By Nolan Koon, Esq.
Questions sometimes arise regarding a municipality's welfare obligations with respect to burials. Certainly, a municipality has a legal duty to provide assistance to the indigent. The application of this basic legal duty, however, can potentially cause uncertainty when dealing with the cost of burials. The following is a brief overview of a municipality's welfare burial obligations.
Q. By way of background, what is the legal basis for a municipality's general duty to provide welfare?
A. RSA 165:1, I provides that whenever “a person in any town is poor and unable to support himself, he shall be relieved and maintained by the overseers of public welfare of such town, whether or not he has a residence there."
Q. Is a municipality required to provide aid assistance to non-residents?
A. Yes. As stated above, under RSA 165:1, I, it is immaterial whether or not an aid applicant is a local resident.
Q. Is a municipality required to have written guidelines for aid eligibility?
A. Yes. In Baker-Chaput v. Cammet , 406 F.Supp. 1134 (1976), the U.S. District Court stated that written welfare guidelines are an “elementary and intrinsic part of due process." Further, under RSA 165:1, II, the guidelines must include, at a minimum, the following: (a) the process for application for general assistance; (b) the criteria for determining eligibility; (c) the process for the application of rents under RSA 165:4-b, if the municipality uses the offset provisions of RSA 165:4-a; and (d) a statement that qualified state assistance reductions may be deemed as income, if the local governing body has permitted the welfare administrator to treat a qualified state assistance reduction as deemed income under RSA 165:1-e.
Q. Should a municipality include a policy regarding the burial of assisted persons in its guidelines?
A. Yes. In order to avoid any confusion regarding its obligations, a municipality should include reference to its statutory duty to provide for the burial of assisted persons.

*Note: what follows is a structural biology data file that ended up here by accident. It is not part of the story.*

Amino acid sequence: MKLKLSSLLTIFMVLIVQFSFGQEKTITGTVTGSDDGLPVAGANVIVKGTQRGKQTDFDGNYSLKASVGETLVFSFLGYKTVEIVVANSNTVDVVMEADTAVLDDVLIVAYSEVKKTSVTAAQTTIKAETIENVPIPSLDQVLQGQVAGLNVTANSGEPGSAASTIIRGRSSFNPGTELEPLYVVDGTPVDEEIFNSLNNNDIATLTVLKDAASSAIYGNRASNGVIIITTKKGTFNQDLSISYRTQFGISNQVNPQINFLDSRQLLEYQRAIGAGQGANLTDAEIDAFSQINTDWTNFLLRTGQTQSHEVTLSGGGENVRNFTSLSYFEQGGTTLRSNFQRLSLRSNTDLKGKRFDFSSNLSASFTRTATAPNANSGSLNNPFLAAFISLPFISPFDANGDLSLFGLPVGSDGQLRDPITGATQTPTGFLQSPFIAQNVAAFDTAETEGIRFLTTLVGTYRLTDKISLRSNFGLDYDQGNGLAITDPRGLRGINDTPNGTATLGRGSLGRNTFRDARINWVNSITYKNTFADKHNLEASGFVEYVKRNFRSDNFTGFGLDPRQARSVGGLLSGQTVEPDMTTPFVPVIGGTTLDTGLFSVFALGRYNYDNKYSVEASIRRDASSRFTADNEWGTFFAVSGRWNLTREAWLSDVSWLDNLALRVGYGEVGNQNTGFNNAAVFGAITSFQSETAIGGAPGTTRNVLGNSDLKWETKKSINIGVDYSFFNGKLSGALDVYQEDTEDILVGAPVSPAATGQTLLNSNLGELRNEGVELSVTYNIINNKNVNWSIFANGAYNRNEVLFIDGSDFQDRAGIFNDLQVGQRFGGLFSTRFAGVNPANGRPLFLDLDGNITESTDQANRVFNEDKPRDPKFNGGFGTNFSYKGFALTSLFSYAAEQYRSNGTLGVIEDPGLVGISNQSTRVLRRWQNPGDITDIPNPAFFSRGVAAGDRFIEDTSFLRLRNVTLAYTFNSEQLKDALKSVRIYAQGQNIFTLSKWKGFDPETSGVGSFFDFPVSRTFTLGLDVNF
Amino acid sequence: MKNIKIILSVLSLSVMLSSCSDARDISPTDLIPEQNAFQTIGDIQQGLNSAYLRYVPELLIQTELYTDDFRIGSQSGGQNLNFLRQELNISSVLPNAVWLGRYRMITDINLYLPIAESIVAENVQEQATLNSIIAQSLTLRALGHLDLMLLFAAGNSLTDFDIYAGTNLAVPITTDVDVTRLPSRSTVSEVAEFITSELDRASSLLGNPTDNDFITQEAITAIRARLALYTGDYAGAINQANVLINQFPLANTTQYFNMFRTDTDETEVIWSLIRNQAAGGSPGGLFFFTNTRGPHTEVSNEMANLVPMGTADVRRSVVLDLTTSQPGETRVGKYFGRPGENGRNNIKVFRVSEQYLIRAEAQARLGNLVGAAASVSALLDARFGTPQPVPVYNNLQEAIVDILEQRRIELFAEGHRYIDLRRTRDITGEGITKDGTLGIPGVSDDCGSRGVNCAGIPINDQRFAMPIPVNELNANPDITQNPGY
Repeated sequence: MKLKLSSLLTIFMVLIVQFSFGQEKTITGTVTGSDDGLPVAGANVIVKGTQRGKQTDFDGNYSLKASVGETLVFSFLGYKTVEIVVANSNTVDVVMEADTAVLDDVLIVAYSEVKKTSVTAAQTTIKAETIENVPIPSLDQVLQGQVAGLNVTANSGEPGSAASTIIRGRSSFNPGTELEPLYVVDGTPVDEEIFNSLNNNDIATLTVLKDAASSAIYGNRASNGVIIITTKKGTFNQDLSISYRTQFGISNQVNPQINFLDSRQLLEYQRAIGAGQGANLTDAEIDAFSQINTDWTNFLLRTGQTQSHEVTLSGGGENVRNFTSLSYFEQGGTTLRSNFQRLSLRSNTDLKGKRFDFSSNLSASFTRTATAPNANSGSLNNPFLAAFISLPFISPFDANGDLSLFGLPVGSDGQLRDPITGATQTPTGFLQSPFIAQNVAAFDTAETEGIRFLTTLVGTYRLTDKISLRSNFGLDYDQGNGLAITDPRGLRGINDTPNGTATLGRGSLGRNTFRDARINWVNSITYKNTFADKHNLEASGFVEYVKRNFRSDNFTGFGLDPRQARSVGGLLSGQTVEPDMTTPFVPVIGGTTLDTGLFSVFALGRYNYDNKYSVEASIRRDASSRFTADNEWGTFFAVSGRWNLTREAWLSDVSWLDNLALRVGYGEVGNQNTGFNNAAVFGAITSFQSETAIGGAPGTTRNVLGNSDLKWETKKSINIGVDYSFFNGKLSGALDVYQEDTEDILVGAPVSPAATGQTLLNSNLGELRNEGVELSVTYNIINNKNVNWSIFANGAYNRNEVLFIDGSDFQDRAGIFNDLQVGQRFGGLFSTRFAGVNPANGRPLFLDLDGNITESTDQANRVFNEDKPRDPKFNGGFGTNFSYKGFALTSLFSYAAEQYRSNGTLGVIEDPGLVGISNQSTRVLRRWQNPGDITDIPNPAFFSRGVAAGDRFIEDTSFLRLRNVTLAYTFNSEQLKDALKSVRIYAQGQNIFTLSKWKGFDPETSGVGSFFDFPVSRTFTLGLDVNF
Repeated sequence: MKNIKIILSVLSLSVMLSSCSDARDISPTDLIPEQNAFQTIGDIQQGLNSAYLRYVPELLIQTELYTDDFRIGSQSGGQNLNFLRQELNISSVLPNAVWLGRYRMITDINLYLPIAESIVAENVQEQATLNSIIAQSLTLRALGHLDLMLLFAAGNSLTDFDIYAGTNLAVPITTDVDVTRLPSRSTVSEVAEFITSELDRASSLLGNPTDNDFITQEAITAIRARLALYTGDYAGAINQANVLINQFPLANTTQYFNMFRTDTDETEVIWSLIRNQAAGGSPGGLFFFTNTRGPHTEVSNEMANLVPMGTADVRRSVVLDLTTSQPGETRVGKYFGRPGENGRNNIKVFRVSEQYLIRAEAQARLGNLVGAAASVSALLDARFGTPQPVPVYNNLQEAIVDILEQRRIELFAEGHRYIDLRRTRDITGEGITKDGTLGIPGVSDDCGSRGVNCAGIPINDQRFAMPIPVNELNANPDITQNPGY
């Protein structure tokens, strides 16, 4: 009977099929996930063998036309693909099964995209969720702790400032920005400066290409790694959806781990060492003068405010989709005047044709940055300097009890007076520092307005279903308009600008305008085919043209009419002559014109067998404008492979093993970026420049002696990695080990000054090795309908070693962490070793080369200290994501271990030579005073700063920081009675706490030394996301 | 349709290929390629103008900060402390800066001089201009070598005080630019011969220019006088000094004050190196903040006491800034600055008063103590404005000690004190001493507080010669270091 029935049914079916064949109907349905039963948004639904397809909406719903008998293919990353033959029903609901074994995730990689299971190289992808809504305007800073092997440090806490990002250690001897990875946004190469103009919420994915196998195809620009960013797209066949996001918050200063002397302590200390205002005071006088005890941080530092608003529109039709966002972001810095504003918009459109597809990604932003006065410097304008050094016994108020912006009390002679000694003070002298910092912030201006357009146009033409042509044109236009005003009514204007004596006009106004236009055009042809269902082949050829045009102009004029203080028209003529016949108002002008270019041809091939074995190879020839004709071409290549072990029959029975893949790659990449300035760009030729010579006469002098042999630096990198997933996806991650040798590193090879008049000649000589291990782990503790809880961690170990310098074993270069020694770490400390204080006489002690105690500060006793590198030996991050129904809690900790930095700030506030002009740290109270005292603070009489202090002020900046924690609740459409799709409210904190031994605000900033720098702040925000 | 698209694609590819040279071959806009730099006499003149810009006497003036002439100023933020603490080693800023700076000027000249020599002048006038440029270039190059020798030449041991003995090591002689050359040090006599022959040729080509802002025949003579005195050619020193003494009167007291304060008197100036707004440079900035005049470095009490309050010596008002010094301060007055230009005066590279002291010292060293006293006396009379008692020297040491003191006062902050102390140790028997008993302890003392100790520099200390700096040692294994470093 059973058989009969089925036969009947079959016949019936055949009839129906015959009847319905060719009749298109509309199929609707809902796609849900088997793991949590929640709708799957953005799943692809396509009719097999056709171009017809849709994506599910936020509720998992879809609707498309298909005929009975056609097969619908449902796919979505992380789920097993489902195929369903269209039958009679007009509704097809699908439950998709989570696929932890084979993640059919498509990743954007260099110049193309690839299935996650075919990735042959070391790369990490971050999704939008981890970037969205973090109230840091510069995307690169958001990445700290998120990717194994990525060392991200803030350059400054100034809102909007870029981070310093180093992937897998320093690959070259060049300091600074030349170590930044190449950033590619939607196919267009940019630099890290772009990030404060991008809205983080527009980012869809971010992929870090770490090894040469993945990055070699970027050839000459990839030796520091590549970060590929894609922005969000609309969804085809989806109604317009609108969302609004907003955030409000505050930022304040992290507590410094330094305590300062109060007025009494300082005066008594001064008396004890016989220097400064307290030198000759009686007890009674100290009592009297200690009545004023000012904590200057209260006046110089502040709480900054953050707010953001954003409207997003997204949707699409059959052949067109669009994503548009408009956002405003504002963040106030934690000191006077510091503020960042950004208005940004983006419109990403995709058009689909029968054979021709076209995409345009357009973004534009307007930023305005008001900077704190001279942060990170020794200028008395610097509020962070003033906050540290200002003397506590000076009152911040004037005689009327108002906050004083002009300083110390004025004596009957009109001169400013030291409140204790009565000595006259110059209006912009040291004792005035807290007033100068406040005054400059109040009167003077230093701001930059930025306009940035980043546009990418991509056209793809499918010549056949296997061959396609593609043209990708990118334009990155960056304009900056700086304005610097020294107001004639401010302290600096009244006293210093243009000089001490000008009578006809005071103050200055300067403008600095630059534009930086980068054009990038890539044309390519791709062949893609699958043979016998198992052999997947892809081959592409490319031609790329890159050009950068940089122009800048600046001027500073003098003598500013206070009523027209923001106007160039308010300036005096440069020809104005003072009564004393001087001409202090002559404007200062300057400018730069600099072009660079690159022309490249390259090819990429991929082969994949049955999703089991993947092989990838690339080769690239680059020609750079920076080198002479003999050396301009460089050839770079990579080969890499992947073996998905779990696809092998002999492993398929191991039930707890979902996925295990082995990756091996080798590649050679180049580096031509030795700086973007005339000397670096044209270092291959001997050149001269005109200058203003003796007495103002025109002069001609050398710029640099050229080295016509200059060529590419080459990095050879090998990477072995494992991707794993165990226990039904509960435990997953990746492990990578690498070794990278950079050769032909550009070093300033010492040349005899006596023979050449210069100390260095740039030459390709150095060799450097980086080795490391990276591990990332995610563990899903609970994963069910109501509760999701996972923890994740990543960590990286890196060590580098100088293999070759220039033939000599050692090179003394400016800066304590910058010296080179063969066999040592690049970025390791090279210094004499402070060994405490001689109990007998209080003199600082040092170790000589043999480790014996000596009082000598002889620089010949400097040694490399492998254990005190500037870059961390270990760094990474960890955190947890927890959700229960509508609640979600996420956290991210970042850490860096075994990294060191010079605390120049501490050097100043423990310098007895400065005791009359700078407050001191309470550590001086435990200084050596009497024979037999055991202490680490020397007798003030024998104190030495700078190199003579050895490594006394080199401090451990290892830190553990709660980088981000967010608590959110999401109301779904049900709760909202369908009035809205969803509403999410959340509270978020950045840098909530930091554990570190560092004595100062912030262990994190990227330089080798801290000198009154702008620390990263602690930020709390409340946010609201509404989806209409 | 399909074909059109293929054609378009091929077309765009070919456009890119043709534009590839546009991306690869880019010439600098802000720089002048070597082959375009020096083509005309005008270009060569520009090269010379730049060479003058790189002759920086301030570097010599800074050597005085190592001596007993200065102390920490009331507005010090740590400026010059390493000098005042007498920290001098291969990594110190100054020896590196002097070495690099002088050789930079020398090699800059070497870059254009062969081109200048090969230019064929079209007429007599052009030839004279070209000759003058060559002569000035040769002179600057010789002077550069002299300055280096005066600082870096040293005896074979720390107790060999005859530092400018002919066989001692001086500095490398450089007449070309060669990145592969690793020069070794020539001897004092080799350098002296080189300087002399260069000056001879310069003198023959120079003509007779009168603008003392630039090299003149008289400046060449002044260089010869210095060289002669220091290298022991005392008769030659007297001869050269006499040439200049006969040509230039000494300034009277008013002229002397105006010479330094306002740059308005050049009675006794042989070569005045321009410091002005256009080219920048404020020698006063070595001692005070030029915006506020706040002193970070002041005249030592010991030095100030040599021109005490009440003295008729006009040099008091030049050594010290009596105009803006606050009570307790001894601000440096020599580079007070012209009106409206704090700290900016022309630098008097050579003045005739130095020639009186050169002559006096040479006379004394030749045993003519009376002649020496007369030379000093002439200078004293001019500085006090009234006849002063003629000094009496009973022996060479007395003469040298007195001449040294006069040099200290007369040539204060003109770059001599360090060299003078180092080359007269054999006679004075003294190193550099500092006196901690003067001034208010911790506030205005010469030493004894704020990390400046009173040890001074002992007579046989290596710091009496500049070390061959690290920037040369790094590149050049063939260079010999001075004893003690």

Q. What is a municipality's legal duty with respect to the burial of assisted persons?
A. Under RSA 165:3, if an assisted person dies in a municipality, the overseers of public welfare are required to provide the decedent a “decent" burial or cremation at the municipality's expense.
Q. Is a municipality under a similar obligation if the assisted person dies in a county nursing home located outside the municipality?
A. Yes. If an assisted person dies in a county nursing home, the municipality “shall cause such person to be decently buried or cremated at the expense of the" municipality where the person was a resident at the time the decedent entered the county nursing home.
Q. Is a municipality under an obligation to provide for the burial or cremation of veterans who served during an armed conflict and are unable to pay for the expenses of his or her funeral?
A. Yes. RSA 165:16 provides that a municipality in which a veteran dies shall pay for the decedent's burial under the following circumstances: (a) the decedent was a New Hampshire resident; (b) who served in the military; (c) during an armed conflict as set forth in RSA 165:17; (d) for a total of 90 days (unless discharged earlier because of a service related disability); (e) who was not dishonorably discharged; and (f) did not have a sufficient estate to pay for his or her funeral, or was on public assistance. Under the statute, a municipality may retain funds for burial expenses received from the Department of Veterans Affairs (DVA) and request that the DVA provide a suitable monument.
Q. Under certain circumstances, can a funeral home take an assignment of an estate's assets for funeral and burial or cremation expenses?
A. Yes. Except when an assisted person has made arrangements for a prepaid funeral, a funeral director (or the person who paid for the funeral and burial or cremation) enjoys an automatic assignment up to $1,000 where the decedent's total liquid assets are less than $1,000. RSA 165:27-a. The assignee may submit a notarized statement documenting the expenses to the entity holding the assets. The entity making the payment must provide a receipt to the assignee as well as a copy to the governing body. If no assets remain after the payment, then the entity making the payment must notify the probate court having jurisdiction over the estate.< Back to Town And City Home